“Fiterstein and Friends” gave a striking performance of this legendary piece. Previously uninteresting parts of the piece sudenly became some of the most thought-provoking sections. The group coalesced into one entity, the sounds of distinct instruments bouncing off each other spectacularly, and creating an atmosphere of transcendence among the audience. The music was, in the truest sense of the word, transportive. A bad or mediocre performance of this piece can feel long, monotonous, and rather dull. But Fiterstein, Urioste, Canellakis, and Brown brought Messiaen’s other-worldly aims to life and let the music escape from the temporal realm.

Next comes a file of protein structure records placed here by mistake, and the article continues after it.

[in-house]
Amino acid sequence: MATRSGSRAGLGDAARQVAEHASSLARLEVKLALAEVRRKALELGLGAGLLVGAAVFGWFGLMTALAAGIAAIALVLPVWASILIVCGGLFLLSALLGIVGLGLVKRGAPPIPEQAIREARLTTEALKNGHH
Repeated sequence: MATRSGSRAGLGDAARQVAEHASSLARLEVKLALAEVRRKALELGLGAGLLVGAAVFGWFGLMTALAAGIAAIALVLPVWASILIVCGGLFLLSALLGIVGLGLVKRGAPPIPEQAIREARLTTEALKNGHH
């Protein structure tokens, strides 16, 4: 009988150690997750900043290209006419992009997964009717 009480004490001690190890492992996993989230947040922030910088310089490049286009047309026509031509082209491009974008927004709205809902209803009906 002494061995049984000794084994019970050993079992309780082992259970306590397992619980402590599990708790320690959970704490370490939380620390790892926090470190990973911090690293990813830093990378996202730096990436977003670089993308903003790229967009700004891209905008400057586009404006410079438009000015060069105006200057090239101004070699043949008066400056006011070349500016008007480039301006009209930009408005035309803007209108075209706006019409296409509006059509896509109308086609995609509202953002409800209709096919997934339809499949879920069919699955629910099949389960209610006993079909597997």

While the entire performance was nearly flawless, the solo movements were the highlights of the piece. During the solo clarinet movement, “Abîme des oiseaux” (“Abyss of Birds”) Fiterstein showed what he is truly capable of, with his warm, vocal tone resonating beautifully on every note with spotless intonation. He used silence to great effect, slightly exaggerating each of the moments of rest so that the sound had a chance to dissipate completely. When he came back from one of these long rests, his crescendos were so lengthy and gradual that the sound seemed like it was crawling out of the depths of an abyss. By beginning each note with a quiet, harmonics-like tone and gradually increasing its volume to thunderous extremes, Fiterstein demonstrated his masterful and unmatched control of dynamics on the clarinet.